• NCIC

Long-term Stress and Skin


By Dr. Veronica Neumann

I hope everyone is surviving this cold winter in Seattle. The pandemic and snow have stressed many people out, and just a little stress can increase the cortisol levels in the body. Acute stressors help us to adapt upregulation and downregulation of the immune system, however, long-term psychological stress is associated with suppression of the immune system (Segerstrom & Miller, 2004). Other research indicates long-term mental stress can trigger inflammatory activity (Bosma-den Boer, van Wetten, & Pruimboom, 2012).

The skin shows immune responses in the body. If the immune system is suppressed and mental stress triggers inflammation, skin conditions can flare up.

Dr. Veronica is here to help you with your skin issues!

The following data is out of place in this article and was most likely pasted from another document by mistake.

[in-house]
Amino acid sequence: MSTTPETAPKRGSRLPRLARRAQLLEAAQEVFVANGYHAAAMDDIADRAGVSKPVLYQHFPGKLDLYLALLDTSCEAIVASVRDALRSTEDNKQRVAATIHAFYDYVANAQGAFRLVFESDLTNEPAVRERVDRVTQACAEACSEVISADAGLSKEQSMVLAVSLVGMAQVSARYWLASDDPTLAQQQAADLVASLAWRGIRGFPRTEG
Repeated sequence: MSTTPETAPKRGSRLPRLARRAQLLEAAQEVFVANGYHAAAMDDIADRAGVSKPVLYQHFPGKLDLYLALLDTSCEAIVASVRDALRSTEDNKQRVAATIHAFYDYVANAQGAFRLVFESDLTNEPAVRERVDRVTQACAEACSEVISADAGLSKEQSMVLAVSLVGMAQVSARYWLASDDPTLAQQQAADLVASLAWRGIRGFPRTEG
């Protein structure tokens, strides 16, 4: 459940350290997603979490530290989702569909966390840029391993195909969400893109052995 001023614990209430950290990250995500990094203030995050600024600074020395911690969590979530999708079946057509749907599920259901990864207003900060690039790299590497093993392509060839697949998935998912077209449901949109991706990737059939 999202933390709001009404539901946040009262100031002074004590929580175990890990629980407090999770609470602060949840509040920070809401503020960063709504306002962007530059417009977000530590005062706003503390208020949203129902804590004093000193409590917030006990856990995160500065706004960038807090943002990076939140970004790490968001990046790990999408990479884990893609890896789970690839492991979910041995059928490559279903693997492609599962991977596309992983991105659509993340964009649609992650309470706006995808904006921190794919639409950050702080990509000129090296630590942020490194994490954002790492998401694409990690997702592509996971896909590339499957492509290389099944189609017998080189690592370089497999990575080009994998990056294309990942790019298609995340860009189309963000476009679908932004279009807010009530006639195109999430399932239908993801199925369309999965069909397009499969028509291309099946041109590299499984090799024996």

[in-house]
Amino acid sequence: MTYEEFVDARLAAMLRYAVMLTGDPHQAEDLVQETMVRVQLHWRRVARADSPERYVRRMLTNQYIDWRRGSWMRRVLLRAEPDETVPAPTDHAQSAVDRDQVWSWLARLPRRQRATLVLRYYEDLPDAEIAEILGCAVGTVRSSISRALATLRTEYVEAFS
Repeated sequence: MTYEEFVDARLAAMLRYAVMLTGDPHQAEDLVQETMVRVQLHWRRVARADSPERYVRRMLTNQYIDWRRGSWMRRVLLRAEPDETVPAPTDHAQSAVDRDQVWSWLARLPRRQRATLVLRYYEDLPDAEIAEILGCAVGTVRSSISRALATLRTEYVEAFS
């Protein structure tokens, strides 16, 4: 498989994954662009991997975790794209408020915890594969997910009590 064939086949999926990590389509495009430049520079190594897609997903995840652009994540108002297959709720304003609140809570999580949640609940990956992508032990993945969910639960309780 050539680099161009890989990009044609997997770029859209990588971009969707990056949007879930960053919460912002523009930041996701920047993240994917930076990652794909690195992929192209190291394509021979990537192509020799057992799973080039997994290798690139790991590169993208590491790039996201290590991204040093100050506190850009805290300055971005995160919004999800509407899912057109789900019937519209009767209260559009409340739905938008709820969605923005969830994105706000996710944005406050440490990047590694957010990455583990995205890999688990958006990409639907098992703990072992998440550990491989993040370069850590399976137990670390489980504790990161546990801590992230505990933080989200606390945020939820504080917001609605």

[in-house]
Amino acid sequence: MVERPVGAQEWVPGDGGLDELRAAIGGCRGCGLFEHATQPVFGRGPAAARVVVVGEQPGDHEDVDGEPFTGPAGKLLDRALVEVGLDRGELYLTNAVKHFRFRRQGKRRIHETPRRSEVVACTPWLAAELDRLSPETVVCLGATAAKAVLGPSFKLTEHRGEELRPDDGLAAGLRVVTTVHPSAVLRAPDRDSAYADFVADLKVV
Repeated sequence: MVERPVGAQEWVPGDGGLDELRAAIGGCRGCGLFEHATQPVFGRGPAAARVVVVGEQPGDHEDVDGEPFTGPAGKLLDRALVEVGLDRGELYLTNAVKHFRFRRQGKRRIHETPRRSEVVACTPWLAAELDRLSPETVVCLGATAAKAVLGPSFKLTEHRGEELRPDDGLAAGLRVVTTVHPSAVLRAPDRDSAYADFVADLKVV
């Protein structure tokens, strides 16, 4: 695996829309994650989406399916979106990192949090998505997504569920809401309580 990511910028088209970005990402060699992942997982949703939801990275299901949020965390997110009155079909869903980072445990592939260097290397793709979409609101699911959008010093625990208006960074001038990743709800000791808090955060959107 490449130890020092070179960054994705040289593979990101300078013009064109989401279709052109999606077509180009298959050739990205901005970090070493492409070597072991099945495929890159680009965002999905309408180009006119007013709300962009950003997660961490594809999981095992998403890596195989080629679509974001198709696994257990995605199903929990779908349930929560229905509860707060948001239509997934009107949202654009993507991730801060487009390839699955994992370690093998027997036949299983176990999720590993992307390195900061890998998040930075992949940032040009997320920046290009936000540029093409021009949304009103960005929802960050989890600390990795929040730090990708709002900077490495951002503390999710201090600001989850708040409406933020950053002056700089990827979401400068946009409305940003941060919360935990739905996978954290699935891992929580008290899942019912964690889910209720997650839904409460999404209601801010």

Suggested treatments

1. Self-care stress reduction at home

2. Biofeedback in-office with Dr. Veronica

3. Stress, inflammation, and hormone balancing treatments with Dr. Veronica


References

Bosma-den Boer, M., van Wetten, M.-L., & Pruimboom, L. (2012). Chronic inflammatory diseases are stimulated by current lifestyle: how diet, stress levels and medication prevent our body from recovering. Nutrition & Metabolism.


Segerstrom, S. C., & Miller, G. E. (2004). Psychological stress and the human immune system: a meta-analytic study of 30 years of inquiry. Psychological bulletin, 130(4), 601–630. https://doi.org/10.1037/0033-2909.130.4.601

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